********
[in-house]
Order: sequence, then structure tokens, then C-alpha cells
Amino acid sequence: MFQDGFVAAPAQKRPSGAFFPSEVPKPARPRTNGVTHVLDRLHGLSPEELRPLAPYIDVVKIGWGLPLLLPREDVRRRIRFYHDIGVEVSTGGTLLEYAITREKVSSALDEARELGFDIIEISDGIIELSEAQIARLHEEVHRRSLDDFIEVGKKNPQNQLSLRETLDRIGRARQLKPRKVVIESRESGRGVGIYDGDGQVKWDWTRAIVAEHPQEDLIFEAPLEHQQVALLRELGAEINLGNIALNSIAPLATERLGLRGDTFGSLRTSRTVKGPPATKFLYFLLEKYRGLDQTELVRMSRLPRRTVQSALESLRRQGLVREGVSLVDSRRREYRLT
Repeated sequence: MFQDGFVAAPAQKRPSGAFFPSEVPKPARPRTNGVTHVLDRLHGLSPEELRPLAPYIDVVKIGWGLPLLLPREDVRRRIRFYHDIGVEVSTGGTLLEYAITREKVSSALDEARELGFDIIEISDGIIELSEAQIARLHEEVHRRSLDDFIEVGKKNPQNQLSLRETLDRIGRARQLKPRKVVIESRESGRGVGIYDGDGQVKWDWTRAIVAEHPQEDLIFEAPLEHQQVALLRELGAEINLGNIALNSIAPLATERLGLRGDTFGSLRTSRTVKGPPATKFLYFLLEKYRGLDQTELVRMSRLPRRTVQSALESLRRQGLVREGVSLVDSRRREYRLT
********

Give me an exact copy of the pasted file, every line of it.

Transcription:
[in-house]
Order: sequence, then structure tokens, then C-alpha cells
Amino acid sequence: MFQDGFVAAPAQKRPSGAFFPSEVPKPARPRTNGVTHVLDRLHGLSPEELRPLAPYIDVVKIGWGLPLLLPREDVRRRIRFYHDIGVEVSTGGTLLEYAITREKVSSALDEARELGFDIIEISDGIIELSEAQIARLHEEVHRRSLDDFIEVGKKNPQNQLSLRETLDRIGRARQLKPRKVVIESRESGRGVGIYDGDGQVKWDWTRAIVAEHPQEDLIFEAPLEHQQVALLRELGAEINLGNIALNSIAPLATERLGLRGDTFGSLRTSRTVKGPPATKFLYFLLEKYRGLDQTELVRMSRLPRRTVQSALESLRRQGLVREGVSLVDSRRREYRLT
Repeated sequence: MFQDGFVAAPAQKRPSGAFFPSEVPKPARPRTNGVTHVLDRLHGLSPEELRPLAPYIDVVKIGWGLPLLLPREDVRRRIRFYHDIGVEVSTGGTLLEYAITREKVSSALDEARELGFDIIEISDGIIELSEAQIARLHEEVHRRSLDDFIEVGKKNPQNQLSLRETLDRIGRARQLKPRKVVIESRESGRGVGIYDGDGQVKWDWTRAIVAEHPQEDLIFEAPLEHQQVALLRELGAEINLGNIALNSIAPLATERLGLRGDTFGSLRTSRTVKGPPATKFLYFLLEKYRGLDQTELVRMSRLPRRTVQSALESLRRQGLVREGVSLVDSRRREYRLT